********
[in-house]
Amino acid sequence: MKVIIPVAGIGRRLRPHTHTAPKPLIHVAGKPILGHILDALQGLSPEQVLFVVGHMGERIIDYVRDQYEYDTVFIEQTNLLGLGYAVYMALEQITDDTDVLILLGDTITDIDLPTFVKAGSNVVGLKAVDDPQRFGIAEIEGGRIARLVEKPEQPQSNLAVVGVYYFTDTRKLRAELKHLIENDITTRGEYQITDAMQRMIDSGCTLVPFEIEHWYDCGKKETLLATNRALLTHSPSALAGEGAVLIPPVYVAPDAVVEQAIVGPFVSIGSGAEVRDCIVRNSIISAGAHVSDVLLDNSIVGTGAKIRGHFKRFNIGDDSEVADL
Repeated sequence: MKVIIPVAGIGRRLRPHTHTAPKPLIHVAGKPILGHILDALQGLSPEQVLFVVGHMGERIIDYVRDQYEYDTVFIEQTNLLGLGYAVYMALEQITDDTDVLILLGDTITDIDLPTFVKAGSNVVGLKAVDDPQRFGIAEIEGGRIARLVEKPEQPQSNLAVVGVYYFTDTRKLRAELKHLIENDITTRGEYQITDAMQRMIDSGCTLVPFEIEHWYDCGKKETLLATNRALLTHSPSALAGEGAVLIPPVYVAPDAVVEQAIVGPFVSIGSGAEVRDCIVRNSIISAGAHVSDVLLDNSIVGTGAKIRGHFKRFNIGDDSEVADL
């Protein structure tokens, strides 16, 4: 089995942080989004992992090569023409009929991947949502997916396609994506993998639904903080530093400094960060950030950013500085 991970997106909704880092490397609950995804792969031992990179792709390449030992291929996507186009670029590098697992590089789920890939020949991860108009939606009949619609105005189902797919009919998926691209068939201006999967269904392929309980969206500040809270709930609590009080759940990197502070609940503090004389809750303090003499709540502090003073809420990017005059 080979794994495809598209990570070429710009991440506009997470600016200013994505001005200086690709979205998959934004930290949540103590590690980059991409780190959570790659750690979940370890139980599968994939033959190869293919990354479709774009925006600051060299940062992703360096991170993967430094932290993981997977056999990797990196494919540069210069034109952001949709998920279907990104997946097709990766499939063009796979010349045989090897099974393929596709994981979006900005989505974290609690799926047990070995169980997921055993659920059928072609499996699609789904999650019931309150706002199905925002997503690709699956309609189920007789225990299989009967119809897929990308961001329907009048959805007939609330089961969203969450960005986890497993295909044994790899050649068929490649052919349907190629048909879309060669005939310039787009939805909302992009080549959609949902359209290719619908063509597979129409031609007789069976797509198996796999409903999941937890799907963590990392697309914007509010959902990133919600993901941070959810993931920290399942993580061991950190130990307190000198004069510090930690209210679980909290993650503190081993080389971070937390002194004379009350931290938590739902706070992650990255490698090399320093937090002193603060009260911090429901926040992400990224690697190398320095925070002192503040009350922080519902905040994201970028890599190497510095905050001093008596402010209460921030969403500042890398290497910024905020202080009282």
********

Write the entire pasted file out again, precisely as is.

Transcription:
[in-house]
Amino acid sequence: MKVIIPVAGIGRRLRPHTHTAPKPLIHVAGKPILGHILDALQGLSPEQVLFVVGHMGERIIDYVRDQYEYDTVFIEQTNLLGLGYAVYMALEQITDDTDVLILLGDTITDIDLPTFVKAGSNVVGLKAVDDPQRFGIAEIEGGRIARLVEKPEQPQSNLAVVGVYYFTDTRKLRAELKHLIENDITTRGEYQITDAMQRMIDSGCTLVPFEIEHWYDCGKKETLLATNRALLTHSPSALAGEGAVLIPPVYVAPDAVVEQAIVGPFVSIGSGAEVRDCIVRNSIISAGAHVSDVLLDNSIVGTGAKIRGHFKRFNIGDDSEVADL
Repeated sequence: MKVIIPVAGIGRRLRPHTHTAPKPLIHVAGKPILGHILDALQGLSPEQVLFVVGHMGERIIDYVRDQYEYDTVFIEQTNLLGLGYAVYMALEQITDDTDVLILLGDTITDIDLPTFVKAGSNVVGLKAVDDPQRFGIAEIEGGRIARLVEKPEQPQSNLAVVGVYYFTDTRKLRAELKHLIENDITTRGEYQITDAMQRMIDSGCTLVPFEIEHWYDCGKKETLLATNRALLTHSPSALAGEGAVLIPPVYVAPDAVVEQAIVGPFVSIGSGAEVRDCIVRNSIISAGAHVSDVLLDNSIVGTGAKIRGHFKRFNIGDDSEVADL
């Protein structure tokens, strides 16, 4: 089995942080989004992992090569023409009929991947949502997916396609994506993998639904903080530093400094960060950030950013500085 991970997106909704880092490397609950995804792969031992990179792709390449030992291929996507186009670029590098697992590089789920890939020949991860108009939606009949619609105005189902797919009919998926691209068939201006999967269904392929309980969206500040809270709930609590009080759940990197502070609940503090004389809750303090003499709540502090003073809420990017005059 080979794994495809598209990570070429710009991440506009997470600016200013994505001005200086690709979205998959934004930290949540103590590690980059991409780190959570790659750690979940370890139980599968994939033959190869293919990354479709774009925006600051060299940062992703360096991170993967430094932290993981997977056999990797990196494919540069210069034109952001949709998920279907990104997946097709990766499939063009796979010349045989090897099974393929596709994981979006900005989505974290609690799926047990070995169980997921055993659920059928072609499996699609789904999650019931309150706002199905925002997503690709699956309609189920007789225990299989009967119809897929990308961001329907009048959805007939609330089961969203969450960005986890497993295909044994790899050649068929490649052919349907190629048909879309060669005939310039787009939805909302992009080549959609949902359209290719619908063509597979129409031609007789069976797509198996796999409903999941937890799907963590990392697309914007509010959902990133919600993901941070959810993931920290399942993580061991950190130990307190000198004069510090930690209210679980909290993650503190081993080389971070937390002194004379009350931290938590739902706070992650990255490698090399320093937090002193603060009260911090429901926040992400990224690697190398320095925070002192503040009350922080519902905040994201970028890599190497510095905050001093008596402010209460921030969403500042890398290497910024905020202080009282």